Over the past week, things in the White Household have been a bit crazy. It all started around 5:00am on Christmas Eve when my wife woke me up and told me that she was in labor. We weren’t expecting the baby for another few days but, our little girl was ready and there was no stopping her.
A few hours later our daughter was born and all of our holiday plans were postponed. Ever since my wife and daughter have come home from the hospital, we’ve been slowly getting caught up on those postponed holiday plans.
Last night, my side of the family came over to visit. While exchanging gifts, my Grandmother handed my oldest daughter a small package. She watched as my daughter opened it, leaned in to explain the significance, and told her to show it to me.
Inside the package was a Wapiti Archers of Pennsylvania Belt Buckle. In 1986, Wapiti Archers had 250 of these belt buckles made to commemorate the club’s 30th Anniversary. As a kid, with the archery club being a big part of my life in the late 80’s, I was no stranger to this particular belt buckle. My father had one, my grandfather had one, several of the club members had them – they were somewhat common to see around the club at that point in time.
The significance of this particular belt buckle was on the back. Scribed on the number plate was 4 of 250. This wasn’t a spare that my grandfather bought (and he bought several of them), this was one of the first to be sold and it belonged to my grandmother. It was the belt buckle that she used on her quiver.
Later that night, when everyone said their goodbyes, I sat down with my Daughter and showed her the belt buckle again. I told her that I remembered seeing them when I was a kid and that I even had one with my archery stuff in the basement.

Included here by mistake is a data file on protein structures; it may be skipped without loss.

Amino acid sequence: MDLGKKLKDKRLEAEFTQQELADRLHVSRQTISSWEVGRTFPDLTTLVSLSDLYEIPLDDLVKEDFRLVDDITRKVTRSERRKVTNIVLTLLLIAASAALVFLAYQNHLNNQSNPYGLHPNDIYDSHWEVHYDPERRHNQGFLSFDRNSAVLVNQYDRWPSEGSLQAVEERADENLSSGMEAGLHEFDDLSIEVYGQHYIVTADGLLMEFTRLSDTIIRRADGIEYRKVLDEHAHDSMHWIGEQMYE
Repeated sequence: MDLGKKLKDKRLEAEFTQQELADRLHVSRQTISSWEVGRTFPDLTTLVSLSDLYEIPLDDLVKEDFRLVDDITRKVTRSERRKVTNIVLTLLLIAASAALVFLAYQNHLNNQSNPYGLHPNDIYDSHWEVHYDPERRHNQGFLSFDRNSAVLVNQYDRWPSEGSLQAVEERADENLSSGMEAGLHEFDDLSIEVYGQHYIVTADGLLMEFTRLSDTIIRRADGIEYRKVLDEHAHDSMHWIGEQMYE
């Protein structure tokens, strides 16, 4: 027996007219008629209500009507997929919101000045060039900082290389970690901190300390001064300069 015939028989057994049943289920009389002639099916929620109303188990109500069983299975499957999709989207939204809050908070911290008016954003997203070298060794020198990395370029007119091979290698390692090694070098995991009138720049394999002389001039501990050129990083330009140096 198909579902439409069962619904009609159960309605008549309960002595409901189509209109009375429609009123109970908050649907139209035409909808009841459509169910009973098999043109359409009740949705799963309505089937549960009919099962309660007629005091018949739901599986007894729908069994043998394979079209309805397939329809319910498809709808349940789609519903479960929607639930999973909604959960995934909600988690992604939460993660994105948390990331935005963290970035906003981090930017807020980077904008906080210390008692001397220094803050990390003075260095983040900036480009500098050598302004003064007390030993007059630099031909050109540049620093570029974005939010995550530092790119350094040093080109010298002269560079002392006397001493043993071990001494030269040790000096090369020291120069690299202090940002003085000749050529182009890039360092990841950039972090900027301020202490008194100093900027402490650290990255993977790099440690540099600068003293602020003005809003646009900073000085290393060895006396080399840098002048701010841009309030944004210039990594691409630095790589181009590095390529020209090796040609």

At 7-1/2 years old, she was having a hard time seeing the significance of the gift. In my eyes – my Grandmother (The first generation of Archers in our family) had handed down a personal gift to my daughter (a third generation Archer in our family). I hope that when my daughter is a little older, she learns to appreciate the gift as much as I did.
After our little talk, I got curious and headed down into the basement. I opened up my late grandfather’s bow case and started looking around. His Wapiti Belt Buckle (which I remember being on his quiver when I was a child) wasn’t with the rest of his equipment. Due to his level of involvement with the club, I would guess that his belt buckle was the first or second one purchased.
The belt buckle that I do have was most likely purchased as a spare at some point in time. It is numbered 153 of 250.
While we were exchanging gifts, earlier that evening, my Grandmother handed me a small package of my own. Inside was a much different belt buckle. It was also from Wapiti Archers but it looked to be much older. It wasn’t as fancy as the 30th Anniversary Belt Buckle, the metal was worn and scratched from use, and I immediately recognized it as being my grandfather’s.
Seeing these things have left me with some mixed emotions. A part of me wants to re-join Wapiti Archers and show my daughter where I shot my bow when I was her age. Between the expense of membership and distance away from home – I can’t justify the cost (not to utilize the club a few times per year).
I’m also a bit sad – I regret not spending more time with my grandfather before he passed away. I wish my daughter would have been able to meet him and I’m sure he would have loved to see her enjoying the sport that he taught his grandchildren.
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